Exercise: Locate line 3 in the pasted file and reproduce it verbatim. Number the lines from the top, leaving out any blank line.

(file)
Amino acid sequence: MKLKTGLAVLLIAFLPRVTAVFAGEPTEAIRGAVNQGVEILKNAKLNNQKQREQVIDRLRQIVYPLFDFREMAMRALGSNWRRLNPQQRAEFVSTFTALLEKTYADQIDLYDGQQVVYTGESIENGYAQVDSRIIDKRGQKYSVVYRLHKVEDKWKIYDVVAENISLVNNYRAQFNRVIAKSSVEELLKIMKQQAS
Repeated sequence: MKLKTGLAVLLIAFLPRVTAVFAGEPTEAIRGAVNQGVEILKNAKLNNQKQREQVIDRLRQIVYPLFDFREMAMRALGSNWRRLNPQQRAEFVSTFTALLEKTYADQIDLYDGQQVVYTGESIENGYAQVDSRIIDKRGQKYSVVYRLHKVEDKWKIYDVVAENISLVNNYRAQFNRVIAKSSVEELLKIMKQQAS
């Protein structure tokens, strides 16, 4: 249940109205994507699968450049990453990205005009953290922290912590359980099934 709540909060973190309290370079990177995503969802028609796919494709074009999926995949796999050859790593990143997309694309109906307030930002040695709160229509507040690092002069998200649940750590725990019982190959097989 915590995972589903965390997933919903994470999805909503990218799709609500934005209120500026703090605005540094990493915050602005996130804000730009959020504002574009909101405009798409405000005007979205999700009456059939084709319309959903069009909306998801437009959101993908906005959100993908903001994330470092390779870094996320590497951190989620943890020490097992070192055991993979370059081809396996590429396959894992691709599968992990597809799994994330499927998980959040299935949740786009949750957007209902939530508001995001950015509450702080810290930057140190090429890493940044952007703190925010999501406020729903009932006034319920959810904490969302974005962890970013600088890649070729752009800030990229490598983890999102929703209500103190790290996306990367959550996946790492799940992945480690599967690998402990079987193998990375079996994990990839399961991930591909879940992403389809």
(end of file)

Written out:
């Protein structure tokens, strides 16, 4: 249940109205994507699968450049990453990205005009953290922290912590359980099934 709540909060973190309290370079990177995503969802028609796919494709074009999926995949796999050859790593990143997309694309109906307030930002040695709160229509507040690092002069998200649940750590725990019982190959097989 915590995972589903965390997933919903994470999805909503990218799709609500934005209120500026703090605005540094990493915050602005996130804000730009959020504002574009909101405009798409405000005007979205999700009456059939084709319309959903069009909306998801437009959101993908906005959100993908903001994330470092390779870094996320590497951190989620943890020490097992070192055991993979370059081809396996590429396959894992691709599968992990597809799994994330499927998980959040299935949740786009949750957007209902939530508001995001950015509450702080810290930057140190090429890493940044952007703190925010999501406020729903009932006034319920959810904490969302974005962890970013600088890649070729752009800030990229490598983890999102929703209500103190790290996306990367959550996946790492799940992945480690599967690998402990079987193998990375079996994990990839399961991930591909879940992403389809």